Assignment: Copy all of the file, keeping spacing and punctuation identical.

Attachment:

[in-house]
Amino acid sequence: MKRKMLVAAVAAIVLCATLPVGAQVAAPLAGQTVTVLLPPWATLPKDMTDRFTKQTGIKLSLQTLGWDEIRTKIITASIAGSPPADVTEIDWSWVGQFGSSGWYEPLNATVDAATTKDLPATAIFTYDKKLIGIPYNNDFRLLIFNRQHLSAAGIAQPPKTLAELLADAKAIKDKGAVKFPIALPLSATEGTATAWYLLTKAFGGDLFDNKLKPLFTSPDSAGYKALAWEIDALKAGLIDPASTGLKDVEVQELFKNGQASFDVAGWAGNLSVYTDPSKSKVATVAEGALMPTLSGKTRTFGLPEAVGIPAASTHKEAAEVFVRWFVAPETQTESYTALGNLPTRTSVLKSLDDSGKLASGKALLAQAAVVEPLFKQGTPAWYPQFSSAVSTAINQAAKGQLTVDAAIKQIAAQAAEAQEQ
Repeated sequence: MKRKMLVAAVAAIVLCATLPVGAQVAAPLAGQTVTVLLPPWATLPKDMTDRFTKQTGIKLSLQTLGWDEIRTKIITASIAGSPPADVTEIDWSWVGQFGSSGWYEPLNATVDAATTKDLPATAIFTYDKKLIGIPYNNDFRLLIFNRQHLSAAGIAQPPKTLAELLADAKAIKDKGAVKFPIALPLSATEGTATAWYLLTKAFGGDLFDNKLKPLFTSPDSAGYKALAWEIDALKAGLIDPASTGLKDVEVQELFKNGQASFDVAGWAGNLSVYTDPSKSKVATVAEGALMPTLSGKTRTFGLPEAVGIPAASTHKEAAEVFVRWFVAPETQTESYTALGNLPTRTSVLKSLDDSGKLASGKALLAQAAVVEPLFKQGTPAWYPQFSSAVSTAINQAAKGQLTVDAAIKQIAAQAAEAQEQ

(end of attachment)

[in-house]
Amino acid sequence: MKRKMLVAAVAAIVLCATLPVGAQVAAPLAGQTVTVLLPPWATLPKDMTDRFTKQTGIKLSLQTLGWDEIRTKIITASIAGSPPADVTEIDWSWVGQFGSSGWYEPLNATVDAATTKDLPATAIFTYDKKLIGIPYNNDFRLLIFNRQHLSAAGIAQPPKTLAELLADAKAIKDKGAVKFPIALPLSATEGTATAWYLLTKAFGGDLFDNKLKPLFTSPDSAGYKALAWEIDALKAGLIDPASTGLKDVEVQELFKNGQASFDVAGWAGNLSVYTDPSKSKVATVAEGALMPTLSGKTRTFGLPEAVGIPAASTHKEAAEVFVRWFVAPETQTESYTALGNLPTRTSVLKSLDDSGKLASGKALLAQAAVVEPLFKQGTPAWYPQFSSAVSTAINQAAKGQLTVDAAIKQIAAQAAEAQEQ
Repeated sequence: MKRKMLVAAVAAIVLCATLPVGAQVAAPLAGQTVTVLLPPWATLPKDMTDRFTKQTGIKLSLQTLGWDEIRTKIITASIAGSPPADVTEIDWSWVGQFGSSGWYEPLNATVDAATTKDLPATAIFTYDKKLIGIPYNNDFRLLIFNRQHLSAAGIAQPPKTLAELLADAKAIKDKGAVKFPIALPLSATEGTATAWYLLTKAFGGDLFDNKLKPLFTSPDSAGYKALAWEIDALKAGLIDPASTGLKDVEVQELFKNGQASFDVAGWAGNLSVYTDPSKSKVATVAEGALMPTLSGKTRTFGLPEAVGIPAASTHKEAAEVFVRWFVAPETQTESYTALGNLPTRTSVLKSLDDSGKLASGKALLAQAAVVEPLFKQGTPAWYPQFSSAVSTAINQAAKGQLTVDAAIKQIAAQAAEAQEQ